UK baby gender tests prompting selective abortions of girls: Labour Party

DAILY SABAH
ISTANBUL
Published 17.09.2018 00:00
Updated 17.09.2018 14:51
emSabah File Photo/em
Sabah File Photo

The Labour Party in the U.K. is calling for a ban on sex-selective abortions as parents increasingly prefer to have baby boys and selectively abort girls.

Certain types of blood tests are used to reveal the gender of the baby early on in the pregnancy, known as the Non-Invasive Prenatal test (NIPT) which is being abused by picky parents-to-be.

"The government needs to look into this exploitative practice and enforce appropriate restrictions," said Naz Shah, shadow secretary of state for women and equalities with the Labour Party.

The National Health Service (NHS) currently only allows early blood tests to screen for any deformations and genetic conditions but private clinics offer the gender tests at a cost between £150 and £200 ($197-$262).

The alarming issue is that there has been an increasingly cultural preference for boys, especially within smaller ethnic communities, which Shah says are "forcing women to adopt methods such as NIPT to live up to expectations of family members."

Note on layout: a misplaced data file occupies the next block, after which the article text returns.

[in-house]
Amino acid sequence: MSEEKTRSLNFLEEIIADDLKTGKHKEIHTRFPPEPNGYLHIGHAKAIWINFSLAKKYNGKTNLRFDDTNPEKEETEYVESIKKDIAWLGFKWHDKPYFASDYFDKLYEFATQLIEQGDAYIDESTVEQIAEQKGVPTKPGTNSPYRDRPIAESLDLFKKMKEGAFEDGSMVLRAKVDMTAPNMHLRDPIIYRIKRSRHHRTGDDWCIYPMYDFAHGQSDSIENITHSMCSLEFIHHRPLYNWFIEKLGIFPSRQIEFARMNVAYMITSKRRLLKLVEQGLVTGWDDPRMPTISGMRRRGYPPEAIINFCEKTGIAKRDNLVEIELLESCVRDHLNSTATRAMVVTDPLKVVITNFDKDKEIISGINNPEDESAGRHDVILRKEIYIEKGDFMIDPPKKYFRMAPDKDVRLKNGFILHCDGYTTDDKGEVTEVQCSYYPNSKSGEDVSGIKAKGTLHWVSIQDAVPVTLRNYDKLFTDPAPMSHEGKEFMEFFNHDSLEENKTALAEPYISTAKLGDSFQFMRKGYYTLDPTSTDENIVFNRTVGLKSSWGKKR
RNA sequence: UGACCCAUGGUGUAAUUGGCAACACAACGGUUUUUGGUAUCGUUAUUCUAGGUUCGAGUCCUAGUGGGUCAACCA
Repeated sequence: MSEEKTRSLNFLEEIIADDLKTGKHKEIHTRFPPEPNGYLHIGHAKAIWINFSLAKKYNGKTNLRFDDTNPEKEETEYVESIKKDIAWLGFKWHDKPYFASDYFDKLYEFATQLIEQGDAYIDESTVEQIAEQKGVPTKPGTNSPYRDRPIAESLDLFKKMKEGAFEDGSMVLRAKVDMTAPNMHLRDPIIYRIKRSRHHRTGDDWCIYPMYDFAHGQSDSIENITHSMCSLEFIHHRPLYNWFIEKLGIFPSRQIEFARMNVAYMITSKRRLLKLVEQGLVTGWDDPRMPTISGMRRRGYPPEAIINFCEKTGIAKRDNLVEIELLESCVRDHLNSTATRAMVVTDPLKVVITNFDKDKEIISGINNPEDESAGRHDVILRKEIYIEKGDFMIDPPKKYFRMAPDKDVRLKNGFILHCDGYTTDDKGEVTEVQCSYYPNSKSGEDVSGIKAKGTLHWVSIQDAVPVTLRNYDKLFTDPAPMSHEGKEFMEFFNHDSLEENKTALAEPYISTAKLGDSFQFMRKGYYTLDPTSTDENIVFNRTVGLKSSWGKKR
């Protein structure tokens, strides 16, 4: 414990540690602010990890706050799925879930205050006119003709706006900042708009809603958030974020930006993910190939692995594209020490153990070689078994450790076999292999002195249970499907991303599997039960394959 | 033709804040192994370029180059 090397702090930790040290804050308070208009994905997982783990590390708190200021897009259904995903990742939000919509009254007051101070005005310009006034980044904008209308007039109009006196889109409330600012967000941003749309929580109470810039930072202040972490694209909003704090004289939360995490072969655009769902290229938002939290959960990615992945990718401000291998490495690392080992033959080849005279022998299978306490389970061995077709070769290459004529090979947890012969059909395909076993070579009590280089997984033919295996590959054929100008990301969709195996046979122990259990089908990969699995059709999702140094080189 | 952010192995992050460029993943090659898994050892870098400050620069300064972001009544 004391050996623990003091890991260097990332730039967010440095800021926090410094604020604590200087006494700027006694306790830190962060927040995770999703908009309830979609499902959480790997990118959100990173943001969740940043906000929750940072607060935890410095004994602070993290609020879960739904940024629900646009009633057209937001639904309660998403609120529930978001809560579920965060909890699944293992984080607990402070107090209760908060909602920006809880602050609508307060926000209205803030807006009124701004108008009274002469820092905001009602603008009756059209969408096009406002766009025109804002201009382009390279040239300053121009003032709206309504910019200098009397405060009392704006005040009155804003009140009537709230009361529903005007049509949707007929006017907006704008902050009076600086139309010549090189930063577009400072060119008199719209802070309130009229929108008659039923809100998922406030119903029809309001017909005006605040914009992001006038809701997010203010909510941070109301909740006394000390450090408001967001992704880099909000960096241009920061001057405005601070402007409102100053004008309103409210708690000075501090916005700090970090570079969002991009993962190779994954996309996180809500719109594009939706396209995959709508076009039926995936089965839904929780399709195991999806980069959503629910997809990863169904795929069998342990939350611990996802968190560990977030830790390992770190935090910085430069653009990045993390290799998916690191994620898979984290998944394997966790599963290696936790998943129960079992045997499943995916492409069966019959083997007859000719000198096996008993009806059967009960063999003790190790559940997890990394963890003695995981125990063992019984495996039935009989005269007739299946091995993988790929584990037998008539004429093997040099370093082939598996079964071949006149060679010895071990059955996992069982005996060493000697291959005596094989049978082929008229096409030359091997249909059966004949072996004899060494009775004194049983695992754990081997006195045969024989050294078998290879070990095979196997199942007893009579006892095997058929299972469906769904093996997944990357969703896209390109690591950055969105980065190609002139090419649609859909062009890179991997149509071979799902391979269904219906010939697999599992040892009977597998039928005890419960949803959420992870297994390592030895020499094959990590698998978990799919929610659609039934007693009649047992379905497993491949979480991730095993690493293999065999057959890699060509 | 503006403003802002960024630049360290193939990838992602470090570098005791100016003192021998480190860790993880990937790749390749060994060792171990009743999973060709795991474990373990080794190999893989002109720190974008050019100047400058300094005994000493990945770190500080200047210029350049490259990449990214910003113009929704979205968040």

A charity established to support pregnant women from ethnic communities, Jeena International, said that there have been cases in which women were repeatedly forced to abort their babies because of their female gender.

Rani Bilkhu, founder of the charity, said "No wonder they're resorting to sex-selection abortion, because they've got no choice... They don't want to be homeless, they don't want their marriage to fail – all because they couldn't give birth to a boy."

The preference for boy babies is a global issue, with China and India already taking action to introduce legislation banning sex-selective abortions.

Experts are concerned that the U.K.'s allowance of gender tests could turn the country into a haven for abortion-seekers, and call for the tests to be banned in private clinics as well.

Tom Shakespeare of the Nuffield Council on Bioethics, a government advisory body, warned, "if we allow it, people will come here as tourists."

A spokesperson for the U.K.'s Department of Health and Social Care said the government will "continue to review the evidence" on tests' relation to selective abortions in the country.

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